Rise of Islamophobic and right-wing terror attacks in Germany

After the recent Islamophobic terrorist attacks in Hanau with eleven deaths, the Coordination Council of Muslims in Germany spoke of a “black day”. The crime scenes and the manifesto of the terrorist showed “that the terror had a specific target group, namely migrants, especially Muslims“.

The North Rhine-Westphalian state government strengthened security measures for Muslims. The police will go on patrol to the 900 mosques of today’s Friday prayer, NRW Interior Minister Herbert Reul (CDU) said. In addition, police officers are offering advice and help to the mosque communities.

Over the past years, there is a rise of Islamophobic and right-wing terror attacks in Germany.

From 2000 until 2007 in various German cities, the National Socialist Underground or NSU, a far-right German neo-Nazi terrorist group murdered ten people, most of them Muslims.

In July 2016 in Munich, Islamophobic terrorist David Sonboly (18) murdered in a terror attack ten people, most of them Muslims. Sonboly injured 36 people (four by gunfire).

In June 2019 in Istha near Kassel, right-wing terrorist Stephan Ernst (46) murdered district president Walter Lübcke (CDU) in front of his home with a shot from close range in the head.

In October 2019 on the Jewish holy day of Yom Kippur in Halle, Antisemitic terrorist Stephan Balliet (27) murdered two people near the local synagogue.

Last Friday, German police detained 12 men, aged between 20 and 50, suspected of setting up a far-right organisation named ‘Der harte Kern’ (The Hard Core), with the goal of carrying out attacks against politicians, asylum seekers and Muslims, the Federal Prosecutor’s Office (GBA) said.

The other eight men were detained on suspicion of supporting the organisation with money and weapons, the GBA said.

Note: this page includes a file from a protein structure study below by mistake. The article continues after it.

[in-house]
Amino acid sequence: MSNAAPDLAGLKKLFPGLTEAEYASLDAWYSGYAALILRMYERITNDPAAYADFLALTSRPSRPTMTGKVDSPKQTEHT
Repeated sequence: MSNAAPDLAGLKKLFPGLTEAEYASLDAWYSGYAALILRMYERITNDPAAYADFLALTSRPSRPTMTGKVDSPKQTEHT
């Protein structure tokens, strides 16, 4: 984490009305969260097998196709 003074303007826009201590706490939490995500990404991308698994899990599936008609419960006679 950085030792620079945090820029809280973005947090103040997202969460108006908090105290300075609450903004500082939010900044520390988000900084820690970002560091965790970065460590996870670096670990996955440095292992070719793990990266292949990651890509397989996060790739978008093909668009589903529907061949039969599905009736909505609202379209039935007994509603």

Prosecutors said four of the suspects had set up the terrorist organisation ‘The Hard Core’ in September 2019 and regularly met and contacted each other by phone and in online chart forums and chat groups. They had no immediate plan to carry out an attack.

The suspects wanted their attacks to create havoc and an atmosphere of fear that resembles a civil war, it added.

“The goal of the organisation was to shake and eventually destroy the democratic system and social cohesion of the federal republic,” the GBA said. “For the purpose of creating an conditions that resemble a civil war, attacks that were not yet concrete against politicians, asylum seekers and members of the Muslim faith were planned.“

The German government last year launched a crackdown on right-wing political violence in response to a rise in hate crimes.

Germany’s domestic intelligence agency estimates there are around 24,100 “right wing extremists” in Germany, about half of whom are potentially violent.

Popular support for far-right groups is growing in Germany, notably in the country’s former Communist east, as part of a polarisation at both ends of the political spectrum that is undermining the mainstream establishment that been in government since World War Two.

Print Friendly, PDF & Email

About the author

Martin Lejeune

Martin Lejeune

Martin Lejeune is a freelance journalist, correspondent, political analyst and photographer based in Berlin, Germany

Add Comment

Click here to post a comment

Follow us on Twitter


Follow us on Twitter